How Many Are Too Many?

Highland Park ordinance limits number of yard decorations

Good news for Highland Park residents who like to go all out for Christmas: The town’s new standards for yard decorations don’t apply to temporary ones displayed for holidays.

A new town ordinance limits the number of decorative items placed in front and visible side areas of residential homes. Specifically, decorations like statues, sculptures, pots, planters, etc., must be 5% or less of the yard area. 

Highland Park director of town services Hugh Pender confirmed the town has contacted the owner of a home in the 4500 block of Beverly Drive about noncompliance.

“We are still early in the notification process, so no resolution just yet,” he said.

No roadway-visible front or side yard can have more than one statue/sculpture, topiary, pot, planter, or container per 100 square feet of yard area. Topiaries, pots, planters, and other free-standing landscape containers must also have year-round living vegetation. Architectural features or extensions of homes are exempt.

I think we’ve got good tools in place to work with residents to both have an attractive landscape and be courteous to your neighbors.

Hugh Pender
Highland Park Town Council members review examples of how new standards for sculptures, pots, and other decorations apply to yards. (Screengrabs: Rachel Snyder)

“While the term ‘decorations’ is used to generalize the new ordinance, it is intended to regulate more permanent items such as statuaries, topiaries, pots, planters, and other landscape receptacles,” Pender said. “This ordinance is not intended to regulate temporary decorations placed for any celebratory purposes.”

The ordinance exempts explicitly holiday decorations up between Nov. 15 and Jan. 6, but Pender said decorations for other holidays, including Halloween, are safe, too.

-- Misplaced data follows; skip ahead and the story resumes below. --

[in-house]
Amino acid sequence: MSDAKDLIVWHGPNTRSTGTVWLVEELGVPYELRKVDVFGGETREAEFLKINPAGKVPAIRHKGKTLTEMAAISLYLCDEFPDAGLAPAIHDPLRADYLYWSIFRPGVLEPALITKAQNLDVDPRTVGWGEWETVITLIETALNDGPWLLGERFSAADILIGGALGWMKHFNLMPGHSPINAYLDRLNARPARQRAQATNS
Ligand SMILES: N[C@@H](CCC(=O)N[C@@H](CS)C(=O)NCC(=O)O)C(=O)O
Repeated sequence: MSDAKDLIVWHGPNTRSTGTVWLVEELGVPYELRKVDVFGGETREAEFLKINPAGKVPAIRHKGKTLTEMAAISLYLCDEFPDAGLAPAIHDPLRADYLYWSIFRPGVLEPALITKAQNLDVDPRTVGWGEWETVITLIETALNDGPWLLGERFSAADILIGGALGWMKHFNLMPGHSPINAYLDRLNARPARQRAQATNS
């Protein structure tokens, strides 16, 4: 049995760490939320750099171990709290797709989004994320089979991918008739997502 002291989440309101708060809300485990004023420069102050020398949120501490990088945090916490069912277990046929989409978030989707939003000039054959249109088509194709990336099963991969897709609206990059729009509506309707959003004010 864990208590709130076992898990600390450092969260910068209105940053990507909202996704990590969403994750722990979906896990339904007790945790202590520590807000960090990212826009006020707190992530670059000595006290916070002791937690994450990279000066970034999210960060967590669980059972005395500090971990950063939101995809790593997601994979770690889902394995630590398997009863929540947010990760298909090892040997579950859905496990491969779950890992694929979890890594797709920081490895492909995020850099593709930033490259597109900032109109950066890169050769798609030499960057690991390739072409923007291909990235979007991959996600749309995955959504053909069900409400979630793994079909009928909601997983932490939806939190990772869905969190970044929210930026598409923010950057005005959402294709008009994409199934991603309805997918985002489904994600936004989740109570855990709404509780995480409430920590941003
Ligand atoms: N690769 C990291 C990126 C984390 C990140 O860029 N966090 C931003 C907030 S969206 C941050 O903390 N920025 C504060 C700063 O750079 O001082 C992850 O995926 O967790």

“The Town felt that it sees more statuaries, topiaries, pots, and planters placed temporarily during this time of year than other holidays such as those you mention,” he said.

Pender showed photos to demonstrate the ordinance requirements and answered questions about the proposed regulations during a town council work session before the ordinance passed in August.

“I think the first step is to put something in place,” Pender said. “I think we’ve got good tools in place to work with residents to both have an attractive landscape and be courteous to your neighbors.”

He said the ordinance works in both a “proactive” and “reactive” way, meaning town inspectors can address the issue with residents if they see a home not in compliance, and neighbors can also inform the town. 

Residents not in compliance with the ordinance would be notified either by phone or mail, and residents not in compliance could face a fine if they don’t come up with a resolution with town officials.

Rachel Snyder

Rachel Snyder, deputy editor at People Newspapers, joined the staff in 2019, returning to her native Dallas-Fort Worth after starting her career at community newspapers in Oklahoma. One of her stories won first place in its category in the Oklahoma Press Association’s Better Newspaper Contest in 2018. She’s a fan of puns and community journalism, not necessarily in that order. You can reach her at [email protected]

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